I'm working on a project that aims to classify JIRA issues into their relevant owner group.

An issue has the following text features:

  1. Summary
  2. Description

all of which are text based.

During prediction time, however, no comments are available as the goal of the tool is to predict the owner without having the users to assign it back and forth between them.

I wonder if that's ok to use the comments only for the training dataset but completely ignore it on the test dataset.

Is that considers data leakage? I'm having a bad feeling it may be so.

I've asked a very similar question a while back and I was told I can benefit the comments data during training as it will enrich the vocabulary.

Needless to say, I'm getting far better results when using them (in both datasets)

I was thinking maybe it is ok to split the dataset into train and test and dropping the comments column from the train dataset

Is it ok to use it or am I just cheating myself?


The 3rd feature (AKA comments) as well as the other ones eventually being united into 1 column called text so it's pretty much having this "extra" text during training VS not having it during prediction time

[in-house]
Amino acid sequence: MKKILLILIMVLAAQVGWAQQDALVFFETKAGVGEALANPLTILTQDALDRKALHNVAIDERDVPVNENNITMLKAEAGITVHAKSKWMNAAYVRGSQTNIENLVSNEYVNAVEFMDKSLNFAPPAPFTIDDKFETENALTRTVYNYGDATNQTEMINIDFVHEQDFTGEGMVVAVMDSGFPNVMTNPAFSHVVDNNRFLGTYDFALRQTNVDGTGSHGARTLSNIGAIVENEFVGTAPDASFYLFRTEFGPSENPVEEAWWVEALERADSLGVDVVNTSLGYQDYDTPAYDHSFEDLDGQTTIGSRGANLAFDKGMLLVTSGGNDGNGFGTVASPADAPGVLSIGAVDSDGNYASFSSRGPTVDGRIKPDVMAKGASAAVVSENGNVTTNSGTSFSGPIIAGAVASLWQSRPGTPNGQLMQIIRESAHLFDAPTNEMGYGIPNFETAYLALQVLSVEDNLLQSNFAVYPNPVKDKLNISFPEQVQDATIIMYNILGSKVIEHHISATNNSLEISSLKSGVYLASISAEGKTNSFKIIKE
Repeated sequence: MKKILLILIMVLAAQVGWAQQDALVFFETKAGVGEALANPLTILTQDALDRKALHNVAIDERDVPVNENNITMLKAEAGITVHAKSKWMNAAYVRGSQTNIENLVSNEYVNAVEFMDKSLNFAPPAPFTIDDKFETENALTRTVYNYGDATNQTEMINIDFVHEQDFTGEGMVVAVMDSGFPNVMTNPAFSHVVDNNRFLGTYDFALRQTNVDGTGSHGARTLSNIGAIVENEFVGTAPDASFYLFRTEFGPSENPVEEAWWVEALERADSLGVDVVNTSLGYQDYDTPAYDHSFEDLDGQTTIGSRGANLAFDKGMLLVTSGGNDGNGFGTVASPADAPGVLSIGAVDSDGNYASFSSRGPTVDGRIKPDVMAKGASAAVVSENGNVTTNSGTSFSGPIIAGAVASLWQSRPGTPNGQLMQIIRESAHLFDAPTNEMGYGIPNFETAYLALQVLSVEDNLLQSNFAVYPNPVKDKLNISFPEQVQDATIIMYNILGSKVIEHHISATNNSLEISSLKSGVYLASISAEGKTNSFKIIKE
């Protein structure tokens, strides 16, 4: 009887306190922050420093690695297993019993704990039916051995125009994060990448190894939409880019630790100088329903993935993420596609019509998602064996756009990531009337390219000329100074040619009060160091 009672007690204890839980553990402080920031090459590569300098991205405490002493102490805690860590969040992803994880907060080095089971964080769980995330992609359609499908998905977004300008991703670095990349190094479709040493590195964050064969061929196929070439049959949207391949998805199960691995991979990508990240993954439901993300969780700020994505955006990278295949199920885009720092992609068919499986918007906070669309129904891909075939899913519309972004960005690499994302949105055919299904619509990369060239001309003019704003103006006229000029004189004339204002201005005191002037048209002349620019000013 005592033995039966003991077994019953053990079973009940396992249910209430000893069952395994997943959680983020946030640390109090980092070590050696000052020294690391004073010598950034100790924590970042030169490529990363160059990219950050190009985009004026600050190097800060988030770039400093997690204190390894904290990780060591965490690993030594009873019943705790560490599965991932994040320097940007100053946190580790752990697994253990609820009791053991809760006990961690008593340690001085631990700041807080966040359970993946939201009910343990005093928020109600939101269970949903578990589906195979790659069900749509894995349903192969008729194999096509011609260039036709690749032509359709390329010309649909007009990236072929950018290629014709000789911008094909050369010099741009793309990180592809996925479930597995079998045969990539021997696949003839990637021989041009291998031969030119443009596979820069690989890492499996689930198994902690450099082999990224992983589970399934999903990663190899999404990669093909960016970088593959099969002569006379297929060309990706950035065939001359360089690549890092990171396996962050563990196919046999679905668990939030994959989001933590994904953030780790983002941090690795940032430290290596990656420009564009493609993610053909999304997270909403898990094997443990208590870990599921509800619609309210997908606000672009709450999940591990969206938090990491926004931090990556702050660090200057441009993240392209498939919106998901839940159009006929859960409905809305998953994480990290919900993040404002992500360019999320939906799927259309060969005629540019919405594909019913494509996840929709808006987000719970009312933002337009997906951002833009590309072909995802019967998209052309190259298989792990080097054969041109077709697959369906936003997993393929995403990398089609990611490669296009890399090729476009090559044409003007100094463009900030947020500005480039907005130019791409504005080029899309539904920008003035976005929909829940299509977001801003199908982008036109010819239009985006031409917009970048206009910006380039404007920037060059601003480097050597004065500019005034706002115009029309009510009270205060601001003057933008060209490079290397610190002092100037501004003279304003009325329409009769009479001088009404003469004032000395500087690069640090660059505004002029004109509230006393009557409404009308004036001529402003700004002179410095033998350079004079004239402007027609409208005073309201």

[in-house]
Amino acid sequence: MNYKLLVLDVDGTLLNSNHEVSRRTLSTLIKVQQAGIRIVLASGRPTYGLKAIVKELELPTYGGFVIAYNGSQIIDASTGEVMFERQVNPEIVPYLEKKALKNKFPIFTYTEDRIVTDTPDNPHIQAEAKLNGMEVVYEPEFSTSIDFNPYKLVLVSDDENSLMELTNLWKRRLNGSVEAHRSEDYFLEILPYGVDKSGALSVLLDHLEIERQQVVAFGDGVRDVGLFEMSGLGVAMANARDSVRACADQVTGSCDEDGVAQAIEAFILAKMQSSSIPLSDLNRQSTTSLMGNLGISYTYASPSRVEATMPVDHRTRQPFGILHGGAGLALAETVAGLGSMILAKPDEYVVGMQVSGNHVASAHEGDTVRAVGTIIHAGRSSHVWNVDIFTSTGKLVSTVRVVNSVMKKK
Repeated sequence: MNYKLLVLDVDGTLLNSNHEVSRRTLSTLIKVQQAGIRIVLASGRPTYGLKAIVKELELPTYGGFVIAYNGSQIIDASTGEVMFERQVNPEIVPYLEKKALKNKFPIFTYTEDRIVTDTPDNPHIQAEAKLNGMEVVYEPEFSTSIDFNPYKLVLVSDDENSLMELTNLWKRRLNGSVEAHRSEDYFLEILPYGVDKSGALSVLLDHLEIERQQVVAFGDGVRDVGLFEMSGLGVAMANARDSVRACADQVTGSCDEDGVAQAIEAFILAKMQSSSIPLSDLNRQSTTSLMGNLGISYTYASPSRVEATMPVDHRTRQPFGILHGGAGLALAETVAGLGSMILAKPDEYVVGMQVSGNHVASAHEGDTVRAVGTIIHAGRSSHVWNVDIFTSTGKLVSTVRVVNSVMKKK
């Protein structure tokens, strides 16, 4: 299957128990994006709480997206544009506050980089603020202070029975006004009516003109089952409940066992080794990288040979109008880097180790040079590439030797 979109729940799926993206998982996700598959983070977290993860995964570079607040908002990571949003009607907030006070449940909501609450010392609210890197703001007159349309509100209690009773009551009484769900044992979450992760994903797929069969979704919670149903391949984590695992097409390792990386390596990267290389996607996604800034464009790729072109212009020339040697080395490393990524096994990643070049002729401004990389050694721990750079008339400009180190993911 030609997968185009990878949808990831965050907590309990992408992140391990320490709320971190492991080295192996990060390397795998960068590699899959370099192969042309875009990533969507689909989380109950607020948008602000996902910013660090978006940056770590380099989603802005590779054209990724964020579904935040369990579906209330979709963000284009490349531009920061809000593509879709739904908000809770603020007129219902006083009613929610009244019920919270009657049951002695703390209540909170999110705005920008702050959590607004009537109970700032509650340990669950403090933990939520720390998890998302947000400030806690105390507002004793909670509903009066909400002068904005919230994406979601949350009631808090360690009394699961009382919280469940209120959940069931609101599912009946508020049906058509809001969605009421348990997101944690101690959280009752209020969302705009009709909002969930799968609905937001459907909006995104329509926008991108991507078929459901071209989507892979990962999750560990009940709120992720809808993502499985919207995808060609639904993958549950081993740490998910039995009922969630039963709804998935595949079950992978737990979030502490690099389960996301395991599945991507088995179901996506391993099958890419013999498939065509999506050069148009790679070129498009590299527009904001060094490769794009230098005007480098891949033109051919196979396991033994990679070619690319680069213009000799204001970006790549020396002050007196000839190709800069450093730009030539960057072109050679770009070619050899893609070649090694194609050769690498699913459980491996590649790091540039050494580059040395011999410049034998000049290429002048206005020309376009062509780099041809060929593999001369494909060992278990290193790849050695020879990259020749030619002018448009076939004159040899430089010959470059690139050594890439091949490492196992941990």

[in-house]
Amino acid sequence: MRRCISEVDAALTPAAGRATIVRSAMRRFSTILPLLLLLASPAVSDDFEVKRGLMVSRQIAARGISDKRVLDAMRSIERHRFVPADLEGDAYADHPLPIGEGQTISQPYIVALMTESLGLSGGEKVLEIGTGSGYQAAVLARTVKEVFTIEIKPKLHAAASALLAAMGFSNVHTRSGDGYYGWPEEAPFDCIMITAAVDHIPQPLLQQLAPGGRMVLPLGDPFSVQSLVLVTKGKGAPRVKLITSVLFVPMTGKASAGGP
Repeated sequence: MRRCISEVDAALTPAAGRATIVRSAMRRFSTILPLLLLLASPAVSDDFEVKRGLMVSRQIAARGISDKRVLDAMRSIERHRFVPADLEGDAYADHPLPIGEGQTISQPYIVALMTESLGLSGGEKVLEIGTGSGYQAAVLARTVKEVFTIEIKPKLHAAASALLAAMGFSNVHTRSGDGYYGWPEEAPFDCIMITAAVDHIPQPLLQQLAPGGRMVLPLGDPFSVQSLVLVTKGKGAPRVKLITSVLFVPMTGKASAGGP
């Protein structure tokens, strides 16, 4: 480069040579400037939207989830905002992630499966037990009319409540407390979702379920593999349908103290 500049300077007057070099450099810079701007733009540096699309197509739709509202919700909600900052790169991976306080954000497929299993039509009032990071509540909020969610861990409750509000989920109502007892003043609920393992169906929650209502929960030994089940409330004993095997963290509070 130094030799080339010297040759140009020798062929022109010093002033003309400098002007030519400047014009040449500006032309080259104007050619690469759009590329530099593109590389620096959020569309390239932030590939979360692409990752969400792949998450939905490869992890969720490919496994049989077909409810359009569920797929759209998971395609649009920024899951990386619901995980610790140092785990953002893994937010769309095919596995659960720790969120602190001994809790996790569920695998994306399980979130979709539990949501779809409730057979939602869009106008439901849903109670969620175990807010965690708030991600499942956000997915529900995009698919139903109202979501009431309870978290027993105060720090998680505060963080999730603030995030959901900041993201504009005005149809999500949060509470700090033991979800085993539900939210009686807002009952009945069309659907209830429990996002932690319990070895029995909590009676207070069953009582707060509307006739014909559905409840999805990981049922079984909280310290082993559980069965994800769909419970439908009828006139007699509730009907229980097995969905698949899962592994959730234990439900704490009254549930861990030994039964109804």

1 Answer 1


Using the comments doesn't really make sense if they will not be available for prediction. If you add the feature you will end up having to impute the comment features in some way. How do you plan on doing this? Also when evaluating your model, you should also discard the comments and impute the missing values to get realistic evaluation metrics. I am pretty sure adding them will add no predictive power to your model, the only thing that could happen is overfitting.

  • $\begingroup$ I guess you mean "will not be available for prediction". but how about gaining from their data to enrich the vocabulary (during EDA)? $\endgroup$
    – Ben
    Commented Mar 8, 2023 at 22:48
  • $\begingroup$ yes sorry. Editing the typo. $\endgroup$ Commented Mar 8, 2023 at 22:50
  • $\begingroup$ I've updated my question as I think I didn't explain my use case good enough - please have a 2nd look $\endgroup$
    – Ben
    Commented Mar 8, 2023 at 22:54
  • $\begingroup$ it was clear. I really wouldn't do that. I think it's very counter-intuitive and prone to error. Technically, as long as the way you evaluate your model is rigorous and the comments are never used for validation or testing, you could do it. But I think it should not help in any way if you actually do it properly, and will just add noise that will prevent your model from capturing whatever little signal will come from Summary and Description. Comments will have many more tokens than the other sections $\endgroup$ Commented Mar 8, 2023 at 22:56
  • $\begingroup$ here's a link to my older somewhat similar question: datascience.stackexchange.com/questions/96945/… You can see the answer I'm getting is somewhat confusing as opposed to yours $\endgroup$
    – Ben
    Commented Mar 8, 2023 at 22:59

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